Thursday, February 28, 2008

Fall’s Well That Ends Well: Redux

Once in a while, you need to take a step backward before taking a step forward.

That’s what I’m doing today. Below is one my posts from a couple of years ago this month, minus the now-dead link to the original story.

Some of you read this site then; most of you weren’t visiting yet. I hope you all enjoy it now while I take a vacation until late next week.

Most of us have made fools of ourselves in public.

Maybe you uttered something during an important meeting that you shouldn’t have let slip out. (Consider me guilty.) Possibly you walked into a party with your buttons unbuttoned, your belt unbuckled, or your zipper unzipped. (Consider me very, very guilty.)

Perhaps you even admit on your blog that you listen to cheesy 80s music. Way too often. (No comment.)

But I’m betting that you didn’t (A) trip on your own shoelace, (B) fall down a museum stairwell, and (C) shatter three near-priceless Qing Dynasty vases.

So let’s just say your day wasn’t as bad as the guy who did those things last Wednesday while visiting the Fitzwilliam Museum in Cambridge. The Chinese artifacts that he reduced to fragments had been crafted in the late 17th or early 18th century—making them older than the Rolling Stones.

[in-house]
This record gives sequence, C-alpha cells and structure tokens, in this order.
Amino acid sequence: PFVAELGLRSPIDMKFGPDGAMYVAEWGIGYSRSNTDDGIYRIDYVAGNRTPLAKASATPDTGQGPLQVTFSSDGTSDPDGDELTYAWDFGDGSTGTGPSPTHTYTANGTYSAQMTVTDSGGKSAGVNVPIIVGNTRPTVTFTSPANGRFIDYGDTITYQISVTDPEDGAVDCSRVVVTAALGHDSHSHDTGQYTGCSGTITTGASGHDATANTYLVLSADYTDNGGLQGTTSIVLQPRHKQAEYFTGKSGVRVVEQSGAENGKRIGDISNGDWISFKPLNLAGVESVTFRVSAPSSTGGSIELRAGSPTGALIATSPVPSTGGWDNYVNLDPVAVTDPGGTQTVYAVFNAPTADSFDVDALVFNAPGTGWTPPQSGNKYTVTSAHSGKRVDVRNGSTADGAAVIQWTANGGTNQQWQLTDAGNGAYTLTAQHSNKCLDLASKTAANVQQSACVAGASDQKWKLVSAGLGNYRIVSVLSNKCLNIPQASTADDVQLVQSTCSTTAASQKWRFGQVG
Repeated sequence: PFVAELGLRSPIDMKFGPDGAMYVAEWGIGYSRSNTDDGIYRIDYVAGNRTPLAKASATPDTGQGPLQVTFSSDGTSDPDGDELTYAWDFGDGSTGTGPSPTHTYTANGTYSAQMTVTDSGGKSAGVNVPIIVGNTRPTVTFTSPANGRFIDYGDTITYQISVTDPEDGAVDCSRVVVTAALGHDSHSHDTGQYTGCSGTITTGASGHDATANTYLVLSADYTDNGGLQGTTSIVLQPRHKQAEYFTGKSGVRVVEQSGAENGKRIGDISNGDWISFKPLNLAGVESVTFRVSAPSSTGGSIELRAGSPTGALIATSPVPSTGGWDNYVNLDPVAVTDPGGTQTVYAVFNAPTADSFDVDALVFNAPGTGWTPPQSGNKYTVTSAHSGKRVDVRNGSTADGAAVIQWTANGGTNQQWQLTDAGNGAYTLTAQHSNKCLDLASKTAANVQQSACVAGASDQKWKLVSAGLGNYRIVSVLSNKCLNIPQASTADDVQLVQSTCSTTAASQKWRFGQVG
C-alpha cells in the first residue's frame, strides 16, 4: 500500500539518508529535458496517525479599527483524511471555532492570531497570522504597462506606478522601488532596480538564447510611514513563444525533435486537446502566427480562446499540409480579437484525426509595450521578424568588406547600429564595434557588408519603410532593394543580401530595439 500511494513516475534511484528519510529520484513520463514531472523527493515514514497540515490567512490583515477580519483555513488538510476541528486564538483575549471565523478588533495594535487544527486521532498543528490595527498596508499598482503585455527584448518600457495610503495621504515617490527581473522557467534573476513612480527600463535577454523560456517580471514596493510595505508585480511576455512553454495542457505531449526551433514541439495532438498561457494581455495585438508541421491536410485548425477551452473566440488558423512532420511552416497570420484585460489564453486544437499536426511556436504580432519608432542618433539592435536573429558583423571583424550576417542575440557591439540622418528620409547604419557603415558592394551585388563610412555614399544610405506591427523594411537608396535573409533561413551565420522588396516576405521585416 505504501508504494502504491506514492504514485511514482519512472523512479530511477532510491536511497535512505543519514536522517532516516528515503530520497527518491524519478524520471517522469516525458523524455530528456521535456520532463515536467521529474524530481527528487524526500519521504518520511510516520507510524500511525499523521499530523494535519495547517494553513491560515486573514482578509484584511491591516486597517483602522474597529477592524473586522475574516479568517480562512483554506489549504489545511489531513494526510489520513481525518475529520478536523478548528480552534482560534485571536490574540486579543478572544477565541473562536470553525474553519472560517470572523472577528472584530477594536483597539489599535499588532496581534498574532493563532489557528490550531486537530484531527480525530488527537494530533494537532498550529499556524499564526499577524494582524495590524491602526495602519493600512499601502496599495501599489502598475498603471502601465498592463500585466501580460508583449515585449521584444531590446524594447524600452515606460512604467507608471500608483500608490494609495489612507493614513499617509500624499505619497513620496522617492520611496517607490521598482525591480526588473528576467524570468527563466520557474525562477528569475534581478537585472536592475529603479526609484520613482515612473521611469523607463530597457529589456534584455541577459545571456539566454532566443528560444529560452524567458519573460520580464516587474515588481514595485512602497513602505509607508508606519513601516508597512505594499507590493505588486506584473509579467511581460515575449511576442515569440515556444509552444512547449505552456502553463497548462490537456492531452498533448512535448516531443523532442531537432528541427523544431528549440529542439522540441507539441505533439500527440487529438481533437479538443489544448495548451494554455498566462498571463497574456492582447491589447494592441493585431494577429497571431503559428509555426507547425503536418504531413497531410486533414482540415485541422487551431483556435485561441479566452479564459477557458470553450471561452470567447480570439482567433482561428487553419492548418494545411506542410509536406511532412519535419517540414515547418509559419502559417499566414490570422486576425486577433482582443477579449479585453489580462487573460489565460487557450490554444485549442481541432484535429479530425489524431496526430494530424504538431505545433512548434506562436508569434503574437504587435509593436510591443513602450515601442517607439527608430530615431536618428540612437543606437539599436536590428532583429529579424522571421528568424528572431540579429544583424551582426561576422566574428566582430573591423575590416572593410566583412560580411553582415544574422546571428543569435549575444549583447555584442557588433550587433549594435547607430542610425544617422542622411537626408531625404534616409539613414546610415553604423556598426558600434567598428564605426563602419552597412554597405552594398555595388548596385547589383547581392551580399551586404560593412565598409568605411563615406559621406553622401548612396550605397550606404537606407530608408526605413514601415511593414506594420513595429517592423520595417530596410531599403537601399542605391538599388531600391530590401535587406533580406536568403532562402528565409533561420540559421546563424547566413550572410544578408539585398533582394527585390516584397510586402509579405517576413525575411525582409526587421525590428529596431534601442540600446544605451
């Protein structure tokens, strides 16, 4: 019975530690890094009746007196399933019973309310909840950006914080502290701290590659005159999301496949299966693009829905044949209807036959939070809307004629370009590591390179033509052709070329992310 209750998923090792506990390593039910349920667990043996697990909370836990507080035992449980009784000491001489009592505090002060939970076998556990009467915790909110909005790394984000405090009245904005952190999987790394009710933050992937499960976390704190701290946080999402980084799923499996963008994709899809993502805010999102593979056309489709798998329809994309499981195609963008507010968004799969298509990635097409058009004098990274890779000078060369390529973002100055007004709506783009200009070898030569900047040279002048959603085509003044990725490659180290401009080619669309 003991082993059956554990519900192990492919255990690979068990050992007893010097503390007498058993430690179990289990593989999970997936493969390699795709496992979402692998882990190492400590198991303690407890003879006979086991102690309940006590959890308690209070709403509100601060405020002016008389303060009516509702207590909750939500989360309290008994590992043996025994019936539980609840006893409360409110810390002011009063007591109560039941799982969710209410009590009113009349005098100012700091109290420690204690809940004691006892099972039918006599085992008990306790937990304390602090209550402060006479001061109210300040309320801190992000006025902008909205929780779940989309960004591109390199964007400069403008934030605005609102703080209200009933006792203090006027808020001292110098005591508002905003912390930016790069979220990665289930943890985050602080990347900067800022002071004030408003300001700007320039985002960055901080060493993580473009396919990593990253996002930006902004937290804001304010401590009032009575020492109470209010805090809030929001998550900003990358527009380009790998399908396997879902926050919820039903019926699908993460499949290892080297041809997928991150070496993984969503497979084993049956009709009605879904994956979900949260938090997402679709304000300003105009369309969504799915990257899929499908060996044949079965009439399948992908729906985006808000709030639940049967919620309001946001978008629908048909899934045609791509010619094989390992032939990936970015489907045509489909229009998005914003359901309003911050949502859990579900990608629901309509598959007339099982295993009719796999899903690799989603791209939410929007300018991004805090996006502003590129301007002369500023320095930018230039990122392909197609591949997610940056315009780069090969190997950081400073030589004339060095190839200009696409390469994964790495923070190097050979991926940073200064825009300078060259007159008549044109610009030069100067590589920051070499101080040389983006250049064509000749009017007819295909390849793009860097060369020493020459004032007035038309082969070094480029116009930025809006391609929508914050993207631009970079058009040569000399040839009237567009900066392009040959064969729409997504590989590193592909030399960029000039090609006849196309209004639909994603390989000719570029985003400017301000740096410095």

The Rolling Stones. Yes, ALL of them—combined.

The museum director was gracious about the “regrettable accident,” emphasizing that he and his co-workers were simply “glad that the visitor involved was able to leave the museum unharmed.”

Translation: The clutz hauled ass before the curator could beat the crap out of him.

This story brings to mind some other historical stumbles with memorable results:

Michael Jackson. The King of Pop faced criminal charges because he was seen getting too friendly with the younglings. But remember, Michael always wore moonwalk slippers, and those things are damn slippery. Perhaps he just fell a lot—and always found himself grasping for anything to break his fall.

Conveniently, he always had those little boys around.

The atomic bomb. We didn’t really mean to drop it, you know. We just wanted to open the airplane's big doors and show it off. Let the Japanese SEE it and panic. Then, we planned to fly away in peace and accept their surrender later that day. Those airmen just lost their grip, that’s all.

Oops. Our bad.